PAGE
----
It was always known that sugary drinks are bad for your health. When we say sugary beverages, we include soft drinks or sugar-sweetened beverages. Any beverage containing added sugar or other sweeteners such as fruit juice concentrates, sucrose, high fructose corn syrup, and many more are referred to as sugary drinks. These include soda, cola, tonic, pop, lemonade, fruit punch, energy, and sports drinks, and even sweetened powdered beverages. These beverages are known to be one of the single biggest sources of added sugar and calories. The consumption of sugar drinks is rising dramatically in the world, and as a result, we are also seeing a dramatic increase in lifestyle diseases such as diabetes, high cholesterol, heart disease, obesity, high blood pressure and others. While the adverse effects of consuming sugary drinks are known, new research has now shown that sugary drinks can affect your heart and cholesterol levels as well. Read on to find out how do sugary drinks affect your heart health and cholesterol levels.
Harmful Effects of Drinking Too Many Sugary Drinks
Sugary beverages have today become the single biggest source of added sugar and calories in the standard American diet. (1,2) Worldwide as well, especially in developing countries, it is being seen that the consumption of sugary drinks is increasing dramatically because of rapidly growing urbanization and beverage marketing. (3) It is believed that there are approximately 4.2 spoons of sugar in a single standard teaspoon. One typical can of soda is known to contain nearly 7 to 10 teaspoons full of sugar. (4)
Even if you leave sodas aside and consider energy drinks, they also have just as much sugar as soft drinks. At the same time, there is enough amount of caffeine present in these drinks to significantly increase your blood pressure. These beverages also include additives and preservatives whose long-term health effects still remain unknown.
Sugary drinks are not only rich in calories but also contain virtually no nutrients. You may find that if you drink too much of sugary beverages, you do not feel as full as you would if you eat solid food with the same amount of calories. (5) Sugary drinks do not make you feel full, but definitely make you gain weight. A study found that people who drank a lot of sugary sodas in addition to a proper diet ended up consuming 17 percent more calories than before. (6)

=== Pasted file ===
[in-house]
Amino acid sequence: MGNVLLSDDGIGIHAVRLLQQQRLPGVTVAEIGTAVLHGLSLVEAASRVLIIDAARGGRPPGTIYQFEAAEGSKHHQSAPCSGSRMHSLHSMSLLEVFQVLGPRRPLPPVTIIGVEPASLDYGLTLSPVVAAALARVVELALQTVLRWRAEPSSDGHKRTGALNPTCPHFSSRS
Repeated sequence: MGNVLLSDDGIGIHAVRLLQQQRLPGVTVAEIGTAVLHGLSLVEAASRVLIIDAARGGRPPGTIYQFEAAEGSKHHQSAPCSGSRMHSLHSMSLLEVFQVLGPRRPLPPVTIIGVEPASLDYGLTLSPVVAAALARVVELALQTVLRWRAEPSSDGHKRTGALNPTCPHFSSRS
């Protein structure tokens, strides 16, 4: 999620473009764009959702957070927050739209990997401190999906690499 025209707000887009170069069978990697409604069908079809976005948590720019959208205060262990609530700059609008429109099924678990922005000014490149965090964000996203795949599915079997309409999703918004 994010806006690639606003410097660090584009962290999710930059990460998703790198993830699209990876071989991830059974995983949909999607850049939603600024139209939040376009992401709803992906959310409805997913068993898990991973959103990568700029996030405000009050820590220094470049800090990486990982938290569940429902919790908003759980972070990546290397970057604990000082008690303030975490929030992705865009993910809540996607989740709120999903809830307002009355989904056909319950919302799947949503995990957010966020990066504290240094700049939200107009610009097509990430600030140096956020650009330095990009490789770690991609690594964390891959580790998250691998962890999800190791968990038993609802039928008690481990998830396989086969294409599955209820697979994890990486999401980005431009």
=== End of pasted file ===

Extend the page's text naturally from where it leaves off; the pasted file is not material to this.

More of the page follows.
Sugary drinks are also responsible for the global obesity epidemic. There is sufficient evidence to show that reducing the consumption of sugary beverages will decrease the prevalence of obesity and obesity-related diseases. (7)
These beverages also drastically boost the buildup of belly fat, lead to insulin resistance, is one of the leading causes of type 2 diabetes, and may even cause leptin resistance. Leptin is a hormone in the body’s fat cells that controls the number of calories that you eat and burn. (8,9)
Now new research indicates that adults who consume at least one sugary beverage every day, as compared to those who don’t, have a much higher risk of developing dyslipidemia, which is a condition marked by high levels of unhealthy fats like triglycerides and LDL (bad) cholesterol).
Dyslipidemia is known to increase the risk of developing heart disease. Let’s take a look.
How Do Sugary Drinks Affect Your Heart Health and Cholesterol Levels?
The United States Centers for Disease Control and Prevention estimate that nearly one-third of US adults have high cholesterol levels. (10) Having high levels of cholesterol puts you at a significantly higher risk for stroke and heart disease, which are also two of the leading causes of death in the world. (11)
The participants of this new study were taken from another long-lasting research known as the Framingham Heart Study (FHS), which focused on finding out the common factors that increase the risk of heart disease. (12)
The new research has been recently published in the Journal of the American Heart Association. It includes data from over 6,000 participants, middle-aged or older people, who were of European descent and lasted for 12 years. (13)
The researchers conducted the study with the intention of finding out how the consumption of different types of beverages contributed to changes in blood lipids in the participants. They had evidence from other observational studies as well that indicated that a higher intake of sugary drinks was linked to an increased risk for cardiovascular disease.
The researchers also adjusted for any other factors that could have a possible effect on cholesterol and triglyceride levels, such as overall quality of diet, obesity, level of physical activity, alcohol intake, and whether the participants were already taking cholesterol-lowering drugs.
Questionnaires were used to determine what beverages the participants consumed and how regularly they had the said beverages. The study authors further separated the drinks into two segments: